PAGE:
Michael White's Osteria Morini Expansion Plan Rejected by Community Board

By Andrea Swalec on May 29, 2012 11:40am 

Chef Michael White of the acclaimed SoHo restaurant Osteria Morini made his case May 24, 2012 for Community Board 2 support of the hot spot's expansion.
Chef Michael White of the acclaimed SoHo restaurant Osteria Morini made his case May 24, 2012 for Community Board 2 support of the hot spot's expansion.
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DNAinfo/Andrea Swalec

EAST VILLAGE — Chef Michael White's acclaimed SoHo restaurant Osteria Morini received a final thumbs down from the local community board Thursday night on plans to expand into a space next door. 

Backing up committee decisions issued earlier this month, CB2 voted down a liquor license renewal request and zoning exception request that would allow the 218 Lafayette St. Italian restaurant to move into the first and second floors of 216 Lafayette St., which is currently zoned for manufacturing use or joint living-work quarters for artists. 

White, a James Beard Award nominee, urged CB2 to allow the expansion, which would give the 1,800 square-foot restaurant additional seats, a private dining room and a second kitchen to be used as a "laboratory" for experimenting with new dishes.

"We're being very, very thoughtful," White said. "This would bring nothing but good to the neighborhood." 

White added that delectable dishes, not booze, are the focus of the hotspot, which some residents have complained attracts a rowdy crowd.

"I lead with food, not with alcohol," White said. 

CB2 members voted 32-11 against Morini's liquor license application and 36-6, with one abstention, against Morini's land use application. They argued that an expansion of the restaurant on Lafayette Street between Spring and Kenmare streets would create additional noise, exhaust and traffic.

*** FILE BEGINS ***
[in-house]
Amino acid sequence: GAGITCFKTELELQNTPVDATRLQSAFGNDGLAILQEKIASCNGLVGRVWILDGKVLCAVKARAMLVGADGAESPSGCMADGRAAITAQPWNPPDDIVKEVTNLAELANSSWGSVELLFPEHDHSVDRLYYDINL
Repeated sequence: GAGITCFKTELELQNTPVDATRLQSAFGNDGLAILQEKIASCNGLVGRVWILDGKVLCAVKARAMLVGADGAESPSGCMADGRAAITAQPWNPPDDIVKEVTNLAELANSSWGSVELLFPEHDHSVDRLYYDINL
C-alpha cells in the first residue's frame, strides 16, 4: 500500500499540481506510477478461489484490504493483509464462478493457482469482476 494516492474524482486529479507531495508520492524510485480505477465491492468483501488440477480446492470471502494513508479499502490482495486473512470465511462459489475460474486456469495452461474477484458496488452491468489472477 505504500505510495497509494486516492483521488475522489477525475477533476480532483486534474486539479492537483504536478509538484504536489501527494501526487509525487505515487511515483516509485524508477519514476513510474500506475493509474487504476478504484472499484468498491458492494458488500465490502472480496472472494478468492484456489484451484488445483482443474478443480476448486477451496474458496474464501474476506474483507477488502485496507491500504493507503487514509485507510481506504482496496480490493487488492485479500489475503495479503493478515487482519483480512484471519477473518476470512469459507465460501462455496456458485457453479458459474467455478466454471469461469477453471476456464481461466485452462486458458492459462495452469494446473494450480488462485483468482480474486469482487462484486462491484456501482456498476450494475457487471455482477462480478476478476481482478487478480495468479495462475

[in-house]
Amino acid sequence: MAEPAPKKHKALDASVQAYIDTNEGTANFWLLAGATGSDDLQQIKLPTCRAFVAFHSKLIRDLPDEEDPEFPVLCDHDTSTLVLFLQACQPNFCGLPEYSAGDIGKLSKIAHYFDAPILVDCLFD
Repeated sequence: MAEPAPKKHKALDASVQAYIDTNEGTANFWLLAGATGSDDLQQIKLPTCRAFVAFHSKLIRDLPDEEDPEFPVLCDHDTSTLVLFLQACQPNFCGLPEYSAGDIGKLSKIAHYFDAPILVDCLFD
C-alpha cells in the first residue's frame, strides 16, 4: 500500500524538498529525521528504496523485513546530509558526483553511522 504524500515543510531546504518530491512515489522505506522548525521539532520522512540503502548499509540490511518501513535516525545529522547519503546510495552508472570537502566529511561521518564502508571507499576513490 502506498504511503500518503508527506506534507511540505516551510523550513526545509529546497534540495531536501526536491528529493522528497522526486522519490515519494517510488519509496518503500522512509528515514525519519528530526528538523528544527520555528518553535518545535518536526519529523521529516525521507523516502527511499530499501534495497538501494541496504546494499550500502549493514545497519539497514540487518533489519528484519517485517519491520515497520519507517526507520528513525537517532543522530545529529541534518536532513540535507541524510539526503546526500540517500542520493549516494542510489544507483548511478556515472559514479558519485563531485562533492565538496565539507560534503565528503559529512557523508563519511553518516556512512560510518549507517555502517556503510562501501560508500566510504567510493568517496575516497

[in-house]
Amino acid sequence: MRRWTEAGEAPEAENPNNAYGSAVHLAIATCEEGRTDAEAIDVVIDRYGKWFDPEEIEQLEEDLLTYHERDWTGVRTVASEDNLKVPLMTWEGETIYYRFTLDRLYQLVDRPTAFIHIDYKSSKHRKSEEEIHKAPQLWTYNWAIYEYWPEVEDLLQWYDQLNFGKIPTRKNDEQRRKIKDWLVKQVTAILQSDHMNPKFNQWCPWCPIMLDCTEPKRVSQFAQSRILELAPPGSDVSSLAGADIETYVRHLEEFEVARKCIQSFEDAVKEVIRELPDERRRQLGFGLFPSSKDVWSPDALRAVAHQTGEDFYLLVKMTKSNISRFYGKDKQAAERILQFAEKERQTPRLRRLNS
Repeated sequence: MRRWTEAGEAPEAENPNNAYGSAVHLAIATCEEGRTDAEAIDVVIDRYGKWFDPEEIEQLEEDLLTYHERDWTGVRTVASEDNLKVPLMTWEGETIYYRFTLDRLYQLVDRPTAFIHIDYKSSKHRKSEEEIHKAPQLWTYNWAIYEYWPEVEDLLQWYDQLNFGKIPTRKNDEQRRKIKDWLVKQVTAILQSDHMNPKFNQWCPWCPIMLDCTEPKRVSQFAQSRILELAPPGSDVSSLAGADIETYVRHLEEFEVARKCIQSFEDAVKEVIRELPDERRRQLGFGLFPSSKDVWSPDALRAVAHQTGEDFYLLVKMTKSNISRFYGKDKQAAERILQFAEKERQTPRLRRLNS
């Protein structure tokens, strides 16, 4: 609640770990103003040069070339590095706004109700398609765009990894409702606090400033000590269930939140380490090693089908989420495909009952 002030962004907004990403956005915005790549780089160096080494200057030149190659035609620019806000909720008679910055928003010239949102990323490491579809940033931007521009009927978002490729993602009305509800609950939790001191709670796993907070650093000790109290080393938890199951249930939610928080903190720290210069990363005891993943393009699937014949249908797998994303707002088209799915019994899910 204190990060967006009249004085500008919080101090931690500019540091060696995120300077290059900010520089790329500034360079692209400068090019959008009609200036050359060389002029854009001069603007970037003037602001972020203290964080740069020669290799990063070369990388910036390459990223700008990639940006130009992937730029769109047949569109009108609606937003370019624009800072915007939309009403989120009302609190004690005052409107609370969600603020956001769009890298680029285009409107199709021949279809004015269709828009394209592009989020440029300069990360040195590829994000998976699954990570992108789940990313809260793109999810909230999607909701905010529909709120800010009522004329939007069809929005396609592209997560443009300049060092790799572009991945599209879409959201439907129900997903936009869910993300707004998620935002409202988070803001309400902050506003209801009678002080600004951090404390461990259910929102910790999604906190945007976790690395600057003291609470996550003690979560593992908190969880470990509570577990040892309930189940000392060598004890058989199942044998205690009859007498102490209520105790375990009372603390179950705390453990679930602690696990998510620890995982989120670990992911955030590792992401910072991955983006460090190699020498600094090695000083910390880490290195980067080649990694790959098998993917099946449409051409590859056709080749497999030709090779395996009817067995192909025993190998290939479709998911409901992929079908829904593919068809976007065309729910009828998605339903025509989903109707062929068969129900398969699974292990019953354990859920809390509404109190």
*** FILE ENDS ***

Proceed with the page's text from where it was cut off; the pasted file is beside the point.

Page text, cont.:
Board members also contended that Morini — which is part of the Altamarea restaurant empire that includes Marea on Central Park South and Al Fiori in the Setai Hotel on Fifth Avenue — had violated city Environmental Control Board policies. 

Department of Buildings documents show that Morini received a violation in January for improperly using a cellar as a "food preparation accessory kitchen." 

Board member David Gruber advised other members to take a long view on the liquor license decision, lest a less responsible tenant occupy the space later. 

"This place may change hands in a few years," he said.

NoLIta resident and Morini customer Danielle Chang urged CB2 to support the expansion and said she often takes her young children there. 

"There's no reason to oppose the expansion," she said. "I support it because it will make it easier for me to get a seat at my favorite restaurant." 

Altamarea will continue to seek approval to expand, a spokesman said in a statement Friday. 

"While we were disappointed in the community board’s vote, we believe that the testimony at the hearing, along with the fact that a number of board members voted in favor of our proposal, indicate that Osteria Morini’s extension at this location will be an asset to the community," the spokesman said. 

"Altamarea Group will continue in its efforts here, and we are confident that we can ultimately demonstrate that a high-quality restaurant is an appropriate use at this location."

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